5. Run $ roslaunch racecar teleop.launch​ to launch the car.
    • If you see an error like this: [ERROR] [1541708274.096842680]: Couldn't open joystick force feedback! It means that the joystick is connected.

    • If this gives you a segmentation error and it’s caused by compiling the joy package (which you can check by running the joy node on its own), this could be because you are using the joy package from the ROS distribution (i.e., installed with apt-get). Remove that by sudo apt-get remove joy and catkin_make in your workspace, and sourcing the setup bash again. This should compile and use the joy package that’s in the repo.

  6. Hold the LB button on the controller to start controlling the car. Use the left joystick to move the car forward and backward and the right joystick for steering.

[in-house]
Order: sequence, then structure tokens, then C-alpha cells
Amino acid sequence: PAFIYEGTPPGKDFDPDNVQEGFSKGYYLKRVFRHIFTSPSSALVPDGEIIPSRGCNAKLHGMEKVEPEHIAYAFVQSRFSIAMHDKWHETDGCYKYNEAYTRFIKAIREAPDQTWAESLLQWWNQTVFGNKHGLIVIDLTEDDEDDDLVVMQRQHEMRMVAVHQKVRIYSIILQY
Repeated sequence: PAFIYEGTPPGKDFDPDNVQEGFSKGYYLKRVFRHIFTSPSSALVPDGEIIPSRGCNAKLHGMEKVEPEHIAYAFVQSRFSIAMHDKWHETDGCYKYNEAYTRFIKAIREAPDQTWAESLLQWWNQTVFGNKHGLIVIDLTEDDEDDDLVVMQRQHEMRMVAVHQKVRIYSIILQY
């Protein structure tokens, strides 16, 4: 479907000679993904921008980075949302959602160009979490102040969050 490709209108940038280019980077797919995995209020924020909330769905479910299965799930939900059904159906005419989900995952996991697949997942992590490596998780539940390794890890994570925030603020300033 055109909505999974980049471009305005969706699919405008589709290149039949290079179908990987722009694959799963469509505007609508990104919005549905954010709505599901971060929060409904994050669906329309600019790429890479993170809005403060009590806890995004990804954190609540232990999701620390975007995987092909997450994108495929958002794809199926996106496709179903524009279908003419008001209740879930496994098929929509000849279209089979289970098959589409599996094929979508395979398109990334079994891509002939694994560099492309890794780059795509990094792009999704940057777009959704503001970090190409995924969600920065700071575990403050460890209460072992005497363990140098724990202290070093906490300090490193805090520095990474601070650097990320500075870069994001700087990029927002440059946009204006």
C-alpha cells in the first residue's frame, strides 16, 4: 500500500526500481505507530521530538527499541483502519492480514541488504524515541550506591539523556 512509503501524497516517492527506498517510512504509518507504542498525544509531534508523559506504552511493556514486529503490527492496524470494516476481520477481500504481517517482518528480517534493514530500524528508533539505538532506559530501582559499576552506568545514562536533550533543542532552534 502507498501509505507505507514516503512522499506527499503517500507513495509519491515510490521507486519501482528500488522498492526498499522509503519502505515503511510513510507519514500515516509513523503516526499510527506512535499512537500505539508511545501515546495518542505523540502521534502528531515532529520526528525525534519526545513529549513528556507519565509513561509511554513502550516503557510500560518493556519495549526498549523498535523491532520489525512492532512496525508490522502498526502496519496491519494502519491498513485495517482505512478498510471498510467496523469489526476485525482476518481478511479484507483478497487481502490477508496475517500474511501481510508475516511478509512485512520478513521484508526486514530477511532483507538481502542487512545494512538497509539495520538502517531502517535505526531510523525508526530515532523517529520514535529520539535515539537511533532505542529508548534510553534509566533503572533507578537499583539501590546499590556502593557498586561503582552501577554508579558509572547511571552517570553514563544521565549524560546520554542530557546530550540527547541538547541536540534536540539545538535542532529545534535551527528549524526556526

• If nothing happens or if the right joystick is not mapped to steering, your might joystick might be in a different mode, press the mode button to change the mode.

    • If nothing happens, one reason can be that the joy_node is listening for inputs on the js0 port, but the operating system has assigned a different port to it, like js1. Edit the yaml file which specifies which port to listen to. You can tell what file that is by reading the launch file (and following the call tree to other launch files).

    • Note that the LB button acts as a “dead man’s switch,” as releasing it will stop the car. This is for safety in case your car gets out of control.

    • You can see a mapping of all controls used by the car in f110_system/racecar/racecar/config/racecar-v2/joy_teleop.yaml. For example, in the default configuration, axis 1 (left joystick’s vertical axis) is used for throttle, and axis 2 (right joystick’s horizontal axis) is used for steering. If you need to check which axis correspond to what buttons/axis on the joystick, run the joy node, when the joystick is connected, you can see the index of the button/axis that’s changed.


Here are some common errors: